FIG. 1 is a block diagram illustrating one form of airborne obstacle collision avoidance apparatus in accordance with the present invention;

FIG. 2 is a block diagram more particularly illustrating some of the main components in the apparatus of FIG. 1;

FIGS. 3 and 4a-4e are diagrams illustrating the geometry of the protected region;

FIG. 5 is a block diagram more particularly illustrating the electro-optical laser sensor in the apparatus of FIGS. 1 and 2;

FIGS. 6a-6d illustrate various scanner arrangements which may be used in the electro-optical laser sensor;

FIG. 7a illustrates the scanner pattern with respect to a cable obstacle in the aircraft field of view, and FIG. 7b illustrates the bit map produced, after filtering, as a result of scanning the cable of FIG. 3; and FIG. 7c illustrates a typical scan as a result of scanning the cable of FIG. 3 by a saw-tooth scanning pattern;

FIG. 8 is a block diagram illustrating operations of the signal processing system in the apparatus of FIGS. 1 and 2;

FIGS. 9 and 9a are flow charts more particularly illustrating the operation of FIG. 8;

FIGS. 10-12 are diagrams further illustrating operations of the signal processing system;

FIG. 13 is a flow chart illustrating the operation of the alarm decision system in the apparatus of FIGS. 1 and 2;

FIG. 14 is a block diagram more particularly illustrating the audio-visual alarm system;

FIGS. 15 and 16 illustrate the format of the display, and a display image, respectively, in the apparatus of FIGS. 1 and 2;

FIG. 17 is a block diagram illustrating the guidance command generator system; and

FIG. 18 illustrates an example of how an escape path is generated upon determining that the aircraft is on a collision course with a sensed obstacle.

DESCRIPTION OF A PREFERRED EMBODIMENT

The Overall System

The apparatus illustrated in the drawings is designed to sense a cable or other obstacle in a protected region within the field of view of the aircraft while travelling through space and to estimate the future position with respect to the sensed obstacle and the collision probability. If the apparatus determines there is a high probability that the aircraft is on a collision course with respect to a sensed obstacle, the apparatus also functions to generate alarm signals to the aircraft pilot and collision avoiding flight commands to the aircraft autopilot.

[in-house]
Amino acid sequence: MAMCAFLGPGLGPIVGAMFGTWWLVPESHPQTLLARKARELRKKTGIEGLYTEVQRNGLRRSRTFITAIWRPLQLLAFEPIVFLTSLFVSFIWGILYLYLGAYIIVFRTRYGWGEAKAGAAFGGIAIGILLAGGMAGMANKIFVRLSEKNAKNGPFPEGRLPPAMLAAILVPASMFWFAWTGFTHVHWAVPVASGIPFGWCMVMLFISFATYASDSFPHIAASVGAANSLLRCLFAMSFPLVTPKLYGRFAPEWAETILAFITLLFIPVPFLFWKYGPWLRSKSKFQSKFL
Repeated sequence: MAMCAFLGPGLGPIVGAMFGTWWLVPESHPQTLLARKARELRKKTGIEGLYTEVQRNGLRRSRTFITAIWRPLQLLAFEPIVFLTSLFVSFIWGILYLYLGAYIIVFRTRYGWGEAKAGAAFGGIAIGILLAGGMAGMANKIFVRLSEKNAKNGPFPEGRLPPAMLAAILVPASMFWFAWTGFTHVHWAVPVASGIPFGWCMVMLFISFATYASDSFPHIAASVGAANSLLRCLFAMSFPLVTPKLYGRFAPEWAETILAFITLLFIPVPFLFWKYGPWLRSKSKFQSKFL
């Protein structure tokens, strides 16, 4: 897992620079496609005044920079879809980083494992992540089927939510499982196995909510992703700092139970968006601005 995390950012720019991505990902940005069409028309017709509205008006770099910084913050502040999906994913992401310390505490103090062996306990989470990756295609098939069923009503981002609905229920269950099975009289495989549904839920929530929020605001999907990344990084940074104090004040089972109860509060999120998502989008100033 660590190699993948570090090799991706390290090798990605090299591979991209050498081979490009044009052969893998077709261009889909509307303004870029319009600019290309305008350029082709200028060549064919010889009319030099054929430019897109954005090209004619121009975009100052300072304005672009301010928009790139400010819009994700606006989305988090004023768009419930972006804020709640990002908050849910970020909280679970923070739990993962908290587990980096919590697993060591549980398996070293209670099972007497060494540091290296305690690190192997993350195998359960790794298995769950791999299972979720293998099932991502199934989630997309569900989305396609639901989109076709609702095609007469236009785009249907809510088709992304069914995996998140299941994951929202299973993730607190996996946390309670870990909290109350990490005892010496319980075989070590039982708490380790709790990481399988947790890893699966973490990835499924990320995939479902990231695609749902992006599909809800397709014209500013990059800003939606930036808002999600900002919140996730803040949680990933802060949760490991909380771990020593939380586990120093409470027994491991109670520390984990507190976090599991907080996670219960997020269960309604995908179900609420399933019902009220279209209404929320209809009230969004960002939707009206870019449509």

The obstacles can be cables as well as other objects, such as terrain formations and other aircraft, which may constitute obstacles to the aircraft equipped with the system.

As shown in FIG. 1, the illustrated apparatus may include two types of obstacle sensors: an electro-optical laser sensor 3, and an optional electromagnetic cable sensor 4.

The electro-optical laser sensor 3 transmits a laser beam and receives the beam reflected by an object in the line of sight of the laser beam. Sensor 3 measures the time-of-flight and the intensity of the returned laser signal corresponding to a given angular position of the laser beam, and calculates the range by multiplying one-half the time of flight by the light speed. The laser beam is deflected by a 2-D scanning system 6, e.g., a rotating mirror, prism or any other scanning device. The scanning system 6 generates a pattern such that the light beam covers an angular region defined by a horizontal field of view and a vertical field of view as described more particularly below with respect to FIGS. 3 and 4.

The output of the scanner system 6 are 3-D images of both range and intensity in the field of view of the aircraft. These images from sensor 3, together with data from the electromagnetic cable sensor 4, are fed into a signal processing system 8, which also generates a map of the objects within the field of view of the aircraft.

It will be appreciated that the generated map continuously changes with respect to both range and intensity because of the movements of the aircraft. The range and intensity are dynamically updated by the signal processing system 8 by using data of the dynamic movements of the aircraft measured by the inertial navigation system 10 of the aircraft.

The output of the signal processing system 8 is a list of objects in the protected region, as well as the 3-D composite range-intensity image to be displayed to the pilot.

The list of objects contain data concerning the relative position (space and time) of each object with respect to the aircraft. This list is fed to an alarm decision system 12, which generates, for each object in the list, a condition status or warning concerning the danger of collision of the respective object by the protected aircraft.

The 3-D range-intensity images from the signal processing system 8 are also fed to an audio-visual alarm system 14 which displays the images to the pilot. Those objects representing a real collision danger obstacle are emphasized on the display in different colors, each color corresponding to a different alarm level, for example: yellow, for obstacles still at a distance; green, for obstacles becoming a danger if no correcting action is taken; red, for obstacles which endanger the aircraft and should be overcome; and blinking red, for obstacles which must be overcome by an immediate escape sequence.

The illustrated system further includes a guidance command generator system 16. This system receives both the data from the signal processing system 8, and also the alarm status from the alarm decision system 12, and body angles from the inertial navigation system 10. If an imminent danger is present, meaning that at the current velocity and heading of the aircraft a collision is certain in a short time with respect to the pilot response time, the guidance command generator system 16 generates an emergency escape flight guidance command to the autopilot, and a strong audio-visual warning display to the pilot. The pilot may accept the command and validate it, or may override the command with manual flight commands to avoid the obstacle and to stop the warning signals.